The return traffic would be the reverse of that route, or possibly they would be taking Eagle Rd. along to Highway 218 and then going N. from there. Those are the routes recommended by the county engineer…and there would be no capacity problems on any of those routes, either they would primarily be using the highway system..
The last aspect of the operations phase is the delivery of the coal to the plant by rail. The estimated traffic there would be one unit train of coal coming into the plant every two days, and the empty train going back on the day in between. The coal trains are estimated to be 135 cars in length on the average, there would be some fluctuation I assume on that. And they could come into Waterloo by any of the three rail-lines that serve Waterloo today.
As a comparison on those tracks today that go through Waterloo, there would be anywhere between 2 trains per day and 8 trains per day on those tracks and that depends on which segment of the railroads that you’re looking at within the metropolitan area. The tracks in Wloo presently operate on a speed limit of 10 mph, and based on that running speed the coal trains would block crossings for approximately 9 minutes. And of course with that length of a train they would block several adjacent crossings simultaneously. (at least 18-72 minutes of blocked intersections/day)
To determine some of the impact of that and we interviewed a number of representatives of some of the key users of the road system. We talked to 9 people representing the police departments, fire departments in both Waterloo and Cedar Falls, emergency services, met transit and representative of the schoolbus scheduling. The results of that are covered with some detail in the report. The high points are that we found that the EMS and the fire rescue services are actually the most time critical in terms of their services…The fire stations in Wloo are located on both sides of the tracks, partially for that reason that there’s…for most areas of the community there is a fire station located on that side of the tracks that could serve those areas.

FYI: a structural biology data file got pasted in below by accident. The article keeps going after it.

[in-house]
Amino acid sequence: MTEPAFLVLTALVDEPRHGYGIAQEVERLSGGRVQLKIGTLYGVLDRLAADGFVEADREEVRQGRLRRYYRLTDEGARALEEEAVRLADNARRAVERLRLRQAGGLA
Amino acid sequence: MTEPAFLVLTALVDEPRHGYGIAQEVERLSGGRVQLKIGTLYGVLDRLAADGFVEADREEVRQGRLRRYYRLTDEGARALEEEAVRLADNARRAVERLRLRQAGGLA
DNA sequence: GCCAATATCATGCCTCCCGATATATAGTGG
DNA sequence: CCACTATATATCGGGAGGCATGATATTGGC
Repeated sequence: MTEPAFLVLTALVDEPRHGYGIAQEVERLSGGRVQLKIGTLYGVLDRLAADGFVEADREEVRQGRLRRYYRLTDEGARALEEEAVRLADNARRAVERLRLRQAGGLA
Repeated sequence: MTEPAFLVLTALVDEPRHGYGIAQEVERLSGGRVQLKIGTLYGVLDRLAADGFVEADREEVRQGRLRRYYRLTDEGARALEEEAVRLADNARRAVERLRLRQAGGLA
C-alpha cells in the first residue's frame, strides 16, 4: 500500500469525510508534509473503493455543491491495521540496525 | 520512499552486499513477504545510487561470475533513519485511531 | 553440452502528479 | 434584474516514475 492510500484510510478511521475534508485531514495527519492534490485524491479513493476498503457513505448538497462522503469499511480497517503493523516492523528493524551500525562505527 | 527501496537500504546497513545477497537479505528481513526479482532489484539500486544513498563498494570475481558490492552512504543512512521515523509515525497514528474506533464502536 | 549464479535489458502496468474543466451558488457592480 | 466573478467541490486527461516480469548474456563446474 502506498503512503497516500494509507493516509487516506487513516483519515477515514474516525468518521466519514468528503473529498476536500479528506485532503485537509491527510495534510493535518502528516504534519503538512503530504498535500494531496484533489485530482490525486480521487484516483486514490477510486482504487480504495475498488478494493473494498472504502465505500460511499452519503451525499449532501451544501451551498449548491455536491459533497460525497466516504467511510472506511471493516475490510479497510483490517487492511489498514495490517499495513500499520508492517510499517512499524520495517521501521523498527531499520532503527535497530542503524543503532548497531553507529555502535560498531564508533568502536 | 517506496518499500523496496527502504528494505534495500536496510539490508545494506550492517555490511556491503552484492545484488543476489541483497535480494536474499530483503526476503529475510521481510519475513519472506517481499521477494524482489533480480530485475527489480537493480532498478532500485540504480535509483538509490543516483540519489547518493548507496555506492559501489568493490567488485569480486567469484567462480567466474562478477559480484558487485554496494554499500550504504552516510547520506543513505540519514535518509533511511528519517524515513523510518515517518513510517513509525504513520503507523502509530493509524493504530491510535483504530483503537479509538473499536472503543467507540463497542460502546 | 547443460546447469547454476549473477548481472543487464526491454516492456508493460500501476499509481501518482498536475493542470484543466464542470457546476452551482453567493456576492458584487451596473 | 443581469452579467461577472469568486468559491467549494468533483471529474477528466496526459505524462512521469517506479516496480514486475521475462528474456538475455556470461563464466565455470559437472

The Police dept generally would have cruisers that would be traveling about the community and generally be located in either side of the tracks, and could be called upon at any time. We found that the school bus scheduling is one that is time critical. They operate on a very tight schedule to students to and from school. And they do operate back to back routings with some of their buses, and so they are affected by delays when they encounter a train on the tracks today as they would by additional trains.
And finally, all of the road users as well as the nearby residents to the tracks would be affected by additional trains…They are affected by those trains today. Again, at the level of 2 to 8 trains per day so having one additional train per day would increase the effect on those other users and residents.
Those are the high points of what we found in the study. The mitigation measures that were reccommended, would be:
Mark Milburn/LS Power: thanks Bob. And I’ll just close on that by saying that those mitigation measures that were identified in the study, Elk Run Energy is committed to implement all of those mitigation measures. And that’s reflected in the Development Agreement we proposed to the council that you’ll see later on today. One thing I will mention in one of the mitigation measures he mentioned was upgrading Newell ST from Elk Run Road to the plant site, and …in further consultation with the city and the county the company is committing to upgrade that road even further to Raymond Road…that’s about a two mile stretch that needs to be upgraded to fully support the project and the traffic related to the project.